In other words, they’re doing what our planners and elected officials should have done all along, which is focus on how to make these massive investments as financially viable and effective as possible by situating the lines close to commuters as well as properties that can be intensified. City staff never delivered any of this kind of granular analysis to council when it made its ill-considered 2013 decision to go ahead with a $3.5 billion/three-stop subway and kill the Scarborough LRT.
“Building a high-capacity rapid transit line in an area with low or moderate intensity of land uses will make sense only if it is possible to redevelop and intensify lands within walking distance of the transit stops,” Sorensen and Hess write. “Unfortunately, this consideration has not been a significant part of transit planning debates in the Toronto region.”
Their key conclusions:
- The three LRT lines would serve an area of
3,1472,794 hectares in terms of access to transit stops on foot. This area is almost 10 times as large as that of the subway, which would serve only 332 hectares.
- The prime potential redevelopment land within walking distance of stops is
541458 hectares for the LRT lines, compared with 84 hectares for the subway.
- The total population within walking distance of stops is more than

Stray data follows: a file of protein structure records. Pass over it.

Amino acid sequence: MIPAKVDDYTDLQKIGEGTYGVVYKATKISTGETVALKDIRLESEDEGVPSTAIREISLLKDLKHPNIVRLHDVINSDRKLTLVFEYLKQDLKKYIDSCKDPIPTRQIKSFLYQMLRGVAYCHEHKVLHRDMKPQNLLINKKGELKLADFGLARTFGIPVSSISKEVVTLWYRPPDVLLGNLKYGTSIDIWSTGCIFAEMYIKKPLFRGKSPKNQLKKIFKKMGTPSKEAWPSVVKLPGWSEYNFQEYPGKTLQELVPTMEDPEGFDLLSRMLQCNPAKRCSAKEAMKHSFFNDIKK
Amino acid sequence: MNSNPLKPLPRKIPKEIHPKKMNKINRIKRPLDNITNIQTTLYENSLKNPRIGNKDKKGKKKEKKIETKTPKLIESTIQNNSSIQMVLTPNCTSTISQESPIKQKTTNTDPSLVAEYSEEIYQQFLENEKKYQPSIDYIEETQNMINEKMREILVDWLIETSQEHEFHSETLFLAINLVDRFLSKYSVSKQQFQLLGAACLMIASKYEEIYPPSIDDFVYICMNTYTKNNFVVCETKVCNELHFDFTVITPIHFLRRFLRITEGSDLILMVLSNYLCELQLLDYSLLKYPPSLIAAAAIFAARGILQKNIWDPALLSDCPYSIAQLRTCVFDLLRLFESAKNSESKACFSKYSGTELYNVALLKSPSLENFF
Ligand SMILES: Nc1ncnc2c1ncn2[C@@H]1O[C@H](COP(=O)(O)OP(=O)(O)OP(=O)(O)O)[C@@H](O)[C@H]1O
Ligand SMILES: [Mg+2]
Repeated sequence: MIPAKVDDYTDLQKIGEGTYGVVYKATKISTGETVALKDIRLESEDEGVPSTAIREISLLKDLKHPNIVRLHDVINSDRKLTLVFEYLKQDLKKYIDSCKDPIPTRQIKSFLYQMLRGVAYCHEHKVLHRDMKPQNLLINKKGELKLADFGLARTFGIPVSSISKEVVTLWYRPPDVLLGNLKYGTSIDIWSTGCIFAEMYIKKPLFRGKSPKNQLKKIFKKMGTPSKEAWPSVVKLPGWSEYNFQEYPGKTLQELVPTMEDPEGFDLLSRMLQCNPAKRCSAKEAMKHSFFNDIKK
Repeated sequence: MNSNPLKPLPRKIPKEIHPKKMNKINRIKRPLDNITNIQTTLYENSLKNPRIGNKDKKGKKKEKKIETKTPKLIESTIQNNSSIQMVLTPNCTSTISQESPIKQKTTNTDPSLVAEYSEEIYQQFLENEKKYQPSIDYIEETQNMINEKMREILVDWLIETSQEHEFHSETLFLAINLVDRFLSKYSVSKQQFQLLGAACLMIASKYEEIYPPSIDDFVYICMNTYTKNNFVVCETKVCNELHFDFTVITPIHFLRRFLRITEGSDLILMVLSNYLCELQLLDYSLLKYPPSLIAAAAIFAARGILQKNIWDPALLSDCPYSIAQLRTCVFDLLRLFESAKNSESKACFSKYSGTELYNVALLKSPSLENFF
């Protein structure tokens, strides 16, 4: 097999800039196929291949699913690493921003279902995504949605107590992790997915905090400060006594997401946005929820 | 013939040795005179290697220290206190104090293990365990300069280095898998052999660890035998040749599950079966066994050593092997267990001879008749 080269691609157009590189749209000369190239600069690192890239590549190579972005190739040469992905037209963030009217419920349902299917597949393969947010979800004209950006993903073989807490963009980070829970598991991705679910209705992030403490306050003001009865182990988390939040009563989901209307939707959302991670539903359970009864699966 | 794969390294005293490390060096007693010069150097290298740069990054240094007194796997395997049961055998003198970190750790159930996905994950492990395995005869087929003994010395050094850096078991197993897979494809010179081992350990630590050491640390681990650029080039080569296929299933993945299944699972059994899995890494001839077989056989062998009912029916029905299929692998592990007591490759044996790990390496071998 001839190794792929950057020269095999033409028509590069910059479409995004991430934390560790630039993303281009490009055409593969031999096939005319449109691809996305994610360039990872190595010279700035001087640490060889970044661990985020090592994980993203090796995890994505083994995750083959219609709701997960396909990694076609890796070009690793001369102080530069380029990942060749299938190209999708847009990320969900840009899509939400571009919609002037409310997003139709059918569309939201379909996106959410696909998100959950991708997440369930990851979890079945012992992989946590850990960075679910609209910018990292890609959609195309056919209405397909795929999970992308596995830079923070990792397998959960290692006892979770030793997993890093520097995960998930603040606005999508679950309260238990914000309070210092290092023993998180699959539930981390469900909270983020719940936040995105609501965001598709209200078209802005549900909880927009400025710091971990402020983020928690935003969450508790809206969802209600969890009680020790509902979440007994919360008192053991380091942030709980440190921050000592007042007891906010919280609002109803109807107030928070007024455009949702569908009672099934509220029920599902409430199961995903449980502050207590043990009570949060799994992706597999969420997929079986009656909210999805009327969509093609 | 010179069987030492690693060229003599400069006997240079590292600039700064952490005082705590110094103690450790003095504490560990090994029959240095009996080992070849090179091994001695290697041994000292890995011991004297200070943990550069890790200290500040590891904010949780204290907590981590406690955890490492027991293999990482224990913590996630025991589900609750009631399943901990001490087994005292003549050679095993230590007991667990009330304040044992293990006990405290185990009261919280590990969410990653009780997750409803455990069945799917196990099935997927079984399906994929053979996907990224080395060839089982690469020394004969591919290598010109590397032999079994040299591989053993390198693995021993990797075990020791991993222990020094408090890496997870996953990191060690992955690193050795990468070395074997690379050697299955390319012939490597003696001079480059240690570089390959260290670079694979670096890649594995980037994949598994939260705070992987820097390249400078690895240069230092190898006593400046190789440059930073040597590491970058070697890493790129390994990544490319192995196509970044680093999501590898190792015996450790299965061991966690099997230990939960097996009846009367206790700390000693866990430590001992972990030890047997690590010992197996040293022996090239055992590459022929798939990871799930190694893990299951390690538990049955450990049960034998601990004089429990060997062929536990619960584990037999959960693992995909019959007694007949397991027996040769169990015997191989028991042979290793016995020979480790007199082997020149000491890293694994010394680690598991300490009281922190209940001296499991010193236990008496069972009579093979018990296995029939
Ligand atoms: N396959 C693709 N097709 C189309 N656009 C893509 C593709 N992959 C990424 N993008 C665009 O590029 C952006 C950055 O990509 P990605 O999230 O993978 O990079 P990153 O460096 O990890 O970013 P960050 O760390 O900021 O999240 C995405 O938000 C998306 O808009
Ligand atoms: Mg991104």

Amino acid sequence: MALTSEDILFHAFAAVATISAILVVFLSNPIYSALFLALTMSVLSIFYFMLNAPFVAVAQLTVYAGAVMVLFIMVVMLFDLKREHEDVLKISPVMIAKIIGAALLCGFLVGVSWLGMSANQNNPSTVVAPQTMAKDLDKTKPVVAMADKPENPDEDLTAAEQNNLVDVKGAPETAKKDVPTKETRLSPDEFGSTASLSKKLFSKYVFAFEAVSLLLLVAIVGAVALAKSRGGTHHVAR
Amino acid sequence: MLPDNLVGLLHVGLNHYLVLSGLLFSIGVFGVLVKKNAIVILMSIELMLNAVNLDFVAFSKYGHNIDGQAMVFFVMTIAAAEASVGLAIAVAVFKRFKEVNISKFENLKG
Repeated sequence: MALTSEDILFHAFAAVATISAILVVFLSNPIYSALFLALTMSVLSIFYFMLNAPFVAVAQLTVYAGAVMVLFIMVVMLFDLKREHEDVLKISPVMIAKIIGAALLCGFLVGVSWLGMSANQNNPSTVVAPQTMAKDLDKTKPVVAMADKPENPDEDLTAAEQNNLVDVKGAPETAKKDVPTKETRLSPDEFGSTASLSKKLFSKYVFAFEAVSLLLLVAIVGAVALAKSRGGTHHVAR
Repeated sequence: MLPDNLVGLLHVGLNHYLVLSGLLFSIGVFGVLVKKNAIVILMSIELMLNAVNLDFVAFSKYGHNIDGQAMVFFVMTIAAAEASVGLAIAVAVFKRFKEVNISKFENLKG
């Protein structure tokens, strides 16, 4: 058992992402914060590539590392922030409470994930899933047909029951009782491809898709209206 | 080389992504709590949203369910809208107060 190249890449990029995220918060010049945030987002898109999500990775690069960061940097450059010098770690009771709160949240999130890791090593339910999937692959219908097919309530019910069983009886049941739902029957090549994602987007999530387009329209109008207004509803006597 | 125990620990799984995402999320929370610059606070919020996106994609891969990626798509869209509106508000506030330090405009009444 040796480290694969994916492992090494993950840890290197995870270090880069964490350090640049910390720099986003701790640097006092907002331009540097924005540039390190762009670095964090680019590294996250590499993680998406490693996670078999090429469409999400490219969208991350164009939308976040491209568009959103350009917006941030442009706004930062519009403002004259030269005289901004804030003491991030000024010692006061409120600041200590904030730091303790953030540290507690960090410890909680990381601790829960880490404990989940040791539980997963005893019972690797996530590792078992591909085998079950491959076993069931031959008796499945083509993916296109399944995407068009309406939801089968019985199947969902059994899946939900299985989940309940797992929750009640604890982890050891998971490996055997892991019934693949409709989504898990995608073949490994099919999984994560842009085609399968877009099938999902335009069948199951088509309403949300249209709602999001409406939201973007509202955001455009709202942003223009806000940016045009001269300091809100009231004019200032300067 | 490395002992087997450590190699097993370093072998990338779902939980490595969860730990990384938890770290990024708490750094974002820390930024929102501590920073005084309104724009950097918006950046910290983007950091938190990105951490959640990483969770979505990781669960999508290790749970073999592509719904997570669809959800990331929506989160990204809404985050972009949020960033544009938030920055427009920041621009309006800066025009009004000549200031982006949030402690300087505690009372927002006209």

137,000125,100 for the LRT lines, and for the subway is less than 11,000.
- The number of jobs within walking distance of transit stops is more than
18,00014,000 for the LRT lines, and less than 3,000 for the subway.
(Editor’s Note: Due to a calculation error in the initial analysis, Prof. Sorensen has provided slightly revised figures, as noted above. The report’s basic conclusions remain unchanged.)
Sorensen and Hess point out that many arterials in Scarborough were developed with rear-lot frontage, meaning they’ll never be intensified. Another 19% of Scarborough is zoned for employment lands, they add. By running transit through those areas as a means of driving intensification, the city will lose valuable industrial land, and the speculative increase in land prices will make it more difficult for existing employers to remain where they are.
The most viable alternatives for rapid transit corridors, therefore, are those arterials currently lined by large commercial lots – e.g., gas stations, car dealerships, strip malls. They can be intensified to create a larger pool of commuters, and the redevelopment activity won’t negatively impact the area’s economy. As it happens, those arterials also tend to be the most accessible from a pedestrian perspective, in that they’re well connected to adjoining residential neighbourhoods. And, not surprisingly, they coincide with the routes originally proposed for the LRT lines.